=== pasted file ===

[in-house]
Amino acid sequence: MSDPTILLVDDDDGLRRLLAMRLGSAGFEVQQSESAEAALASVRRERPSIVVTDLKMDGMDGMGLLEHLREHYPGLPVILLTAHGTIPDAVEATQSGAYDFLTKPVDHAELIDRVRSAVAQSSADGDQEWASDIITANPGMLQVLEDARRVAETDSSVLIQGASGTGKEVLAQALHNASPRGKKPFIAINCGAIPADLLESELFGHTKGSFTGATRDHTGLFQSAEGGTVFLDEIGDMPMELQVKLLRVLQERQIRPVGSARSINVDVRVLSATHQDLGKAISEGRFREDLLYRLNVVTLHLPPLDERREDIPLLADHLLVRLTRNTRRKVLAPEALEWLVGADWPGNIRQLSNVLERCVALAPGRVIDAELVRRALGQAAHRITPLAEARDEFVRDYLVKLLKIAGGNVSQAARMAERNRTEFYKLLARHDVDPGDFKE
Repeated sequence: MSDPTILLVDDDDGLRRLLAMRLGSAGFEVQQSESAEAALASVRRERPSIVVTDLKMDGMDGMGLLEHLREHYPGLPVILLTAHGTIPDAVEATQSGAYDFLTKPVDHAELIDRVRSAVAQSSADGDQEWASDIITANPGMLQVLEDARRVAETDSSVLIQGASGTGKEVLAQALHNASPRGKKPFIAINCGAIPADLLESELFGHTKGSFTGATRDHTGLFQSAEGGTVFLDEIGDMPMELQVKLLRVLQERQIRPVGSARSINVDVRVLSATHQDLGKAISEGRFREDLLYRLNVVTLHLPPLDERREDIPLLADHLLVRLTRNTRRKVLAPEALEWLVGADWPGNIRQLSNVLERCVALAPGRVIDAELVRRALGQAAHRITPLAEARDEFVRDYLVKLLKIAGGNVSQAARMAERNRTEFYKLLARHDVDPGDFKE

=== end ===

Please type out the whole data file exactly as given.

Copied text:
[in-house]
Amino acid sequence: MSDPTILLVDDDDGLRRLLAMRLGSAGFEVQQSESAEAALASVRRERPSIVVTDLKMDGMDGMGLLEHLREHYPGLPVILLTAHGTIPDAVEATQSGAYDFLTKPVDHAELIDRVRSAVAQSSADGDQEWASDIITANPGMLQVLEDARRVAETDSSVLIQGASGTGKEVLAQALHNASPRGKKPFIAINCGAIPADLLESELFGHTKGSFTGATRDHTGLFQSAEGGTVFLDEIGDMPMELQVKLLRVLQERQIRPVGSARSINVDVRVLSATHQDLGKAISEGRFREDLLYRLNVVTLHLPPLDERREDIPLLADHLLVRLTRNTRRKVLAPEALEWLVGADWPGNIRQLSNVLERCVALAPGRVIDAELVRRALGQAAHRITPLAEARDEFVRDYLVKLLKIAGGNVSQAARMAERNRTEFYKLLARHDVDPGDFKE
Repeated sequence: MSDPTILLVDDDDGLRRLLAMRLGSAGFEVQQSESAEAALASVRRERPSIVVTDLKMDGMDGMGLLEHLREHYPGLPVILLTAHGTIPDAVEATQSGAYDFLTKPVDHAELIDRVRSAVAQSSADGDQEWASDIITANPGMLQVLEDARRVAETDSSVLIQGASGTGKEVLAQALHNASPRGKKPFIAINCGAIPADLLESELFGHTKGSFTGATRDHTGLFQSAEGGTVFLDEIGDMPMELQVKLLRVLQERQIRPVGSARSINVDVRVLSATHQDLGKAISEGRFREDLLYRLNVVTLHLPPLDERREDIPLLADHLLVRLTRNTRRKVLAPEALEWLVGADWPGNIRQLSNVLERCVALAPGRVIDAELVRRALGQAAHRITPLAEARDEFVRDYLVKLLKIAGGNVSQAARMAERNRTEFYKLLARHDVDPGDFKE